"The aggregate recruiting numbers are rather meaningless," said Derek B. Stewart, the G.A.O.'s director of military personnel. "For Congress and this nation to truly understand what's happening with the all-volunteer force and its ability to recruit and retain highly qualified people, you have to drill down into occupational specialties. And when you do, it's very revealing."
David S. C. Chu, the under secretary of defense for personnel and readiness, denied that the military lacked what it needed to complete the mission in Iraq and Afghanistan. He said the report failed to appreciate how the Defense Department handled its recruiting efforts, and had "failed to take into account the dynamic nature of the problem we're trying to solve."
"This report tries to cast that pall on what's going on, but it's misread the fundamental mechanics of how the department actually manages personnel," Dr. Chu said. He said the targets the G.A.O. used to calculate shortfalls were annual guideposts for staffing levels, which could be adjusted according to circumstance. "The report assumes that all positions will always be filled," he said. "That's not in fact the strategy."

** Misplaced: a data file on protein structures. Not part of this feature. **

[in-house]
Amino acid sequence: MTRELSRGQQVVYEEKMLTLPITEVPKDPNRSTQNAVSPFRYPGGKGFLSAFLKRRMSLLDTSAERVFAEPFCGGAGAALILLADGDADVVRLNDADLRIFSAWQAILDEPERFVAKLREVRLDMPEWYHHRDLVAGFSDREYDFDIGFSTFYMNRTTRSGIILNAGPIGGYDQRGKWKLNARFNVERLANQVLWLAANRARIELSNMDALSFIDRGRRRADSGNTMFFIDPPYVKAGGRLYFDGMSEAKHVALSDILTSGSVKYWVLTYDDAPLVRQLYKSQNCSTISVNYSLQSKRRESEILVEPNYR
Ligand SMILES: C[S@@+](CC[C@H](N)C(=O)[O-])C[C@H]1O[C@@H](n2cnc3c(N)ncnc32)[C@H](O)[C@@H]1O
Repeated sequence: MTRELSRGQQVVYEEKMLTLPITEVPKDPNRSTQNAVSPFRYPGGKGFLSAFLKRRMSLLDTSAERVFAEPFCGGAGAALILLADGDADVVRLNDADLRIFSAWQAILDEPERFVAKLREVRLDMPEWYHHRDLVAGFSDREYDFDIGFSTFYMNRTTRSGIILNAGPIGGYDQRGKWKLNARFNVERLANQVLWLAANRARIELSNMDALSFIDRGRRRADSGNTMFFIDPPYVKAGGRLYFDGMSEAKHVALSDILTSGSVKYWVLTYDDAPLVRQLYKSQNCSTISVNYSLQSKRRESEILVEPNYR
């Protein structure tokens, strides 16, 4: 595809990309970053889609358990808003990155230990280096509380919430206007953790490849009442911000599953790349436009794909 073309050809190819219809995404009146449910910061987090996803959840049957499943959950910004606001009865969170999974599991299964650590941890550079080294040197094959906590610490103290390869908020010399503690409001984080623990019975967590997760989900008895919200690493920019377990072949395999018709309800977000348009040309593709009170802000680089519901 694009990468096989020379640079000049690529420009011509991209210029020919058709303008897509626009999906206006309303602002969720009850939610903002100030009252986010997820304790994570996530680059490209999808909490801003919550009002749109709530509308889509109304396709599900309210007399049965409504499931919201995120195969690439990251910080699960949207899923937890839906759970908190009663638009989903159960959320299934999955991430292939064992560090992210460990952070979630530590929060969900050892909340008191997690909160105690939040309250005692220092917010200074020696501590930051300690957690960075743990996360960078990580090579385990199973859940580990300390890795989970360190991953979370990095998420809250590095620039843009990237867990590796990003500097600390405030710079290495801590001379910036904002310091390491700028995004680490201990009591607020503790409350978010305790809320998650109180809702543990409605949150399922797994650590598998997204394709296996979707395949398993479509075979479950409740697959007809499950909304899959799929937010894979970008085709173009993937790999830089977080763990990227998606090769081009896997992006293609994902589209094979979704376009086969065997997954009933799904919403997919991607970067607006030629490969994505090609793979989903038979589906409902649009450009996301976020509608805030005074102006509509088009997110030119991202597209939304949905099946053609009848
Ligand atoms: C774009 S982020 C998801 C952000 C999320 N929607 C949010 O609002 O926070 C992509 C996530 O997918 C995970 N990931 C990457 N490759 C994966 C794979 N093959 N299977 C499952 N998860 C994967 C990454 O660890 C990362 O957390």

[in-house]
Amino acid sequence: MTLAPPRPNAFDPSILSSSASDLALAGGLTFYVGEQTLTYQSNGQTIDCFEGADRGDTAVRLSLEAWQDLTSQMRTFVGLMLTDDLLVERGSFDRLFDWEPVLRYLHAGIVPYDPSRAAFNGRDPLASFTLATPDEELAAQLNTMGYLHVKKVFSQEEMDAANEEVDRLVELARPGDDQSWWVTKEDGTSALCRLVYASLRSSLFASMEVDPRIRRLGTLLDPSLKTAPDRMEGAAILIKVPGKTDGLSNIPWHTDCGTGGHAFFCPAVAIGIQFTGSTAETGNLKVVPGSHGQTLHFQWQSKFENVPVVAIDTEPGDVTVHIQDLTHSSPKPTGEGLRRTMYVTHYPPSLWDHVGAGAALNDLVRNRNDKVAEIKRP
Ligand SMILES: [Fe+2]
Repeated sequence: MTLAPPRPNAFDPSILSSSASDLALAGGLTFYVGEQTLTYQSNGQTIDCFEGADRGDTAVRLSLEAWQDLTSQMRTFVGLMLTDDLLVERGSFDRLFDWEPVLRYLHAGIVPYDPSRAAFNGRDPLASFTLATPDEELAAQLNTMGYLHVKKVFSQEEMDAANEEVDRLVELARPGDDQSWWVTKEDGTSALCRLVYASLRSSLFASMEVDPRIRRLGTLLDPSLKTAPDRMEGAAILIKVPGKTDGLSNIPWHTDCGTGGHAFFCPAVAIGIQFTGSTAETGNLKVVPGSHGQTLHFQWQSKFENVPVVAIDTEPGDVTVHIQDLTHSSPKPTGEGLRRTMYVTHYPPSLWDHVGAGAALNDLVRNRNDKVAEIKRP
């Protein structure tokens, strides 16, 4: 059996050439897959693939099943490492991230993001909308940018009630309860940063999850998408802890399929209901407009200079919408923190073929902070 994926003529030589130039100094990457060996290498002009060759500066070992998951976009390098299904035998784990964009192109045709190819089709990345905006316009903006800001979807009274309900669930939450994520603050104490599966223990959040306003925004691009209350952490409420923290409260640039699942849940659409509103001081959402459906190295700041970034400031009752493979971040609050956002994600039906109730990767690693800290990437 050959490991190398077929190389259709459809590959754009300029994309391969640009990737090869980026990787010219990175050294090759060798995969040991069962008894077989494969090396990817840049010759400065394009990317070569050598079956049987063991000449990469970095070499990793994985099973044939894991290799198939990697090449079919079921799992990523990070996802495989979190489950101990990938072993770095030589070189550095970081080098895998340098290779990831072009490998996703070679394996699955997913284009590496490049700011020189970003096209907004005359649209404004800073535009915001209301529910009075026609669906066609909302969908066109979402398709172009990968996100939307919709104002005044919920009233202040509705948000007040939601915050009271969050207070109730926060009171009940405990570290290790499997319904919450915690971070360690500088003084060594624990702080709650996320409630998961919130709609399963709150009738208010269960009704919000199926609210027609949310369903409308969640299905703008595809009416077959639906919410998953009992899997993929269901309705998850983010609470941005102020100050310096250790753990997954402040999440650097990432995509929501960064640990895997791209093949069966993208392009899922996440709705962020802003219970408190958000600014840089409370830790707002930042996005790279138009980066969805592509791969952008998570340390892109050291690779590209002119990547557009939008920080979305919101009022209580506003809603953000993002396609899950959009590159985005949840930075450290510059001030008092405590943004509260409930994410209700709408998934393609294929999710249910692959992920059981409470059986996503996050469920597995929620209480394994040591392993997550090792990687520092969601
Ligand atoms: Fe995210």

Some military experts also said the gaps would be dangerous only if they continued. Michael O'Hanlon, a military analyst at the Brookings Institution, said the problems posed by the shortfalls would be eased if the military began to reduce its deployment in Iraq.
"We are taking a gamble here that the Iraq mission can be wound down before the cumulative problems become really serious," Mr. O'Hanlon said.
The specific number of jobs the military can fill is in fact authorized each year by Congress, which defines the military's personnel budget on the basis of what the Pentagon says it needs. James R. Hosek, a military personnel analyst at the RAND Corporation, said the military had become more willing to disregard specific titles and use soldiers, sailors, marines and airmen for a variety of tasks that might not be directly related to their job descriptions.